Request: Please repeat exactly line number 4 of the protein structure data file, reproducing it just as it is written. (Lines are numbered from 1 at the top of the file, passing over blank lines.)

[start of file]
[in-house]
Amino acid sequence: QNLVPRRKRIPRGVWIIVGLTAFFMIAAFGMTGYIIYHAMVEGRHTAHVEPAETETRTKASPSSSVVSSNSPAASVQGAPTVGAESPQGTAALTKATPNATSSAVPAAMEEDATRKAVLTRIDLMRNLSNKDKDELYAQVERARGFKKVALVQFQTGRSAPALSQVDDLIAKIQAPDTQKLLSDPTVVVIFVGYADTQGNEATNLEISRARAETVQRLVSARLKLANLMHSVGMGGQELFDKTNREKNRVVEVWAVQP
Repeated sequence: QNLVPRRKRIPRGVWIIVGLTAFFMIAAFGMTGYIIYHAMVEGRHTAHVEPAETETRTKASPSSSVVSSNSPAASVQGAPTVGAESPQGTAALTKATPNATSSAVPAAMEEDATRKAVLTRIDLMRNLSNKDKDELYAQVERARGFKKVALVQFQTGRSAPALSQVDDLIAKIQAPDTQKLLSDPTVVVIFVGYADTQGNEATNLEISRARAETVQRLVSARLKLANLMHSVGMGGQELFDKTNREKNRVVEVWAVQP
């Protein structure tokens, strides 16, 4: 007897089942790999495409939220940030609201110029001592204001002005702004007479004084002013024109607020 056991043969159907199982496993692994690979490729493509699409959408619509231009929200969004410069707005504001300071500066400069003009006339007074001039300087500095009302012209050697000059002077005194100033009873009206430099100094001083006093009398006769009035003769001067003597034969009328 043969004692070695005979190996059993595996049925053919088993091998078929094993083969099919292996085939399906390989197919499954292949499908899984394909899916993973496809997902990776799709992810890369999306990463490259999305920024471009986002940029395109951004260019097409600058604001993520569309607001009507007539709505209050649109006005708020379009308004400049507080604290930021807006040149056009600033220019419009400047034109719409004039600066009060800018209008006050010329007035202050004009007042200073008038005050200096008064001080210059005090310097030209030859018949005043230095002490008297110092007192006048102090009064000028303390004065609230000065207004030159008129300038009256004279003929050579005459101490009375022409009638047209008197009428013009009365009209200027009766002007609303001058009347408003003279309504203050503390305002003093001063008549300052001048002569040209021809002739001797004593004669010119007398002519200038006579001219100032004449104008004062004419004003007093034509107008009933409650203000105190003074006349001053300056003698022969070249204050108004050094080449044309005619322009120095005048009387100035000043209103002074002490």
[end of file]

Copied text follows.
């Protein structure tokens, strides 16, 4: 007897089942790999495409939220940030609201110029001592204001002005702004007479004084002013024109607020 056991043969159907199982496993692994690979490729493509699409959408619509231009929200969004410069707005504001300071500066400069003009006339007074001039300087500095009302012209050697000059002077005194100033009873009206430099100094001083006093009398006769009035003769001067003597034969009328 043969004692070695005979190996059993595996049925053919088993091998078929094993083969099919292996085939399906390989197919499954292949499908899984394909899916993973496809997902990776799709992810890369999306990463490259999305920024471009986002940029395109951004260019097409600058604001993520569309607001009507007539709505209050649109006005708020379009308004400049507080604290930021807006040149056009600033220019419009400047034109719409004039600066009060800018209008006050010329007035202050004009007042200073008038005050200096008064001080210059005090310097030209030859018949005043230095002490008297110092007192006048102090009064000028303390004065609230000065207004030159008129300038009256004279003929050579005459101490009375022409009638047209008197009428013009009365009209200027009766002007609303001058009347408003003279309504203050503390305002003093001063008549300052001048002569040209021809002739001797004593004669010119007398002519200038006579001219100032004449104008004062004419004003007093034509107008009933409650203000105190003074006349001053300056003698022969070249204050108004050094080449044309005619322009120095005048009387100035000043209103002074002490």